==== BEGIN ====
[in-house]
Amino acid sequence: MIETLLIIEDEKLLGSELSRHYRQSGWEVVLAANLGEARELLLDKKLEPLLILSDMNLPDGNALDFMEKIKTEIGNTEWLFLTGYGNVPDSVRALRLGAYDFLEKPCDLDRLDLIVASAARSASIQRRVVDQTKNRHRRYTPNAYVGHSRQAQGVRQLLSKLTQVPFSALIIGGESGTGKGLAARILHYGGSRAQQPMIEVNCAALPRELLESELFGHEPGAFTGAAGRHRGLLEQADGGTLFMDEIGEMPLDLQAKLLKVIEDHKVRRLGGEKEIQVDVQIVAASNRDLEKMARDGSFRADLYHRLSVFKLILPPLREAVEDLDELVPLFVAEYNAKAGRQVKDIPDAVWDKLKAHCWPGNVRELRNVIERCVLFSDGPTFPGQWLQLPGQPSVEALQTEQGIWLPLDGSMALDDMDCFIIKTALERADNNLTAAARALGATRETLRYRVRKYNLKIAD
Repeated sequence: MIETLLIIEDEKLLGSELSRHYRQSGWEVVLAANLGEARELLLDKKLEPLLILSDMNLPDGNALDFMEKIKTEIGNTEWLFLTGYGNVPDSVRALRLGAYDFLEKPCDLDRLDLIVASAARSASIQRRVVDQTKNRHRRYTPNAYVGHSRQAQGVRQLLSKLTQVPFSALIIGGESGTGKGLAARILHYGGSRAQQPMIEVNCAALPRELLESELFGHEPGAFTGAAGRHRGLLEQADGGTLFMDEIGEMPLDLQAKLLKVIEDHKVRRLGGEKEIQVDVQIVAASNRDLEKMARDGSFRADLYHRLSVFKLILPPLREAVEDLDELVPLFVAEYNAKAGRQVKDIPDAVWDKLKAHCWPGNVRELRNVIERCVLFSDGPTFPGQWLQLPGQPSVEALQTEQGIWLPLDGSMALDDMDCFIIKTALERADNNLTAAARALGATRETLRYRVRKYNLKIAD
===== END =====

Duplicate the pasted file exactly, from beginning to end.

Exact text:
[in-house]
Amino acid sequence: MIETLLIIEDEKLLGSELSRHYRQSGWEVVLAANLGEARELLLDKKLEPLLILSDMNLPDGNALDFMEKIKTEIGNTEWLFLTGYGNVPDSVRALRLGAYDFLEKPCDLDRLDLIVASAARSASIQRRVVDQTKNRHRRYTPNAYVGHSRQAQGVRQLLSKLTQVPFSALIIGGESGTGKGLAARILHYGGSRAQQPMIEVNCAALPRELLESELFGHEPGAFTGAAGRHRGLLEQADGGTLFMDEIGEMPLDLQAKLLKVIEDHKVRRLGGEKEIQVDVQIVAASNRDLEKMARDGSFRADLYHRLSVFKLILPPLREAVEDLDELVPLFVAEYNAKAGRQVKDIPDAVWDKLKAHCWPGNVRELRNVIERCVLFSDGPTFPGQWLQLPGQPSVEALQTEQGIWLPLDGSMALDDMDCFIIKTALERADNNLTAAARALGATRETLRYRVRKYNLKIAD
Repeated sequence: MIETLLIIEDEKLLGSELSRHYRQSGWEVVLAANLGEARELLLDKKLEPLLILSDMNLPDGNALDFMEKIKTEIGNTEWLFLTGYGNVPDSVRALRLGAYDFLEKPCDLDRLDLIVASAARSASIQRRVVDQTKNRHRRYTPNAYVGHSRQAQGVRQLLSKLTQVPFSALIIGGESGTGKGLAARILHYGGSRAQQPMIEVNCAALPRELLESELFGHEPGAFTGAAGRHRGLLEQADGGTLFMDEIGEMPLDLQAKLLKVIEDHKVRRLGGEKEIQVDVQIVAASNRDLEKMARDGSFRADLYHRLSVFKLILPPLREAVEDLDELVPLFVAEYNAKAGRQVKDIPDAVWDKLKAHCWPGNVRELRNVIERCVLFSDGPTFPGQWLQLPGQPSVEALQTEQGIWLPLDGSMALDDMDCFIIKTALERADNNLTAAARALGATRETLRYRVRKYNLKIAD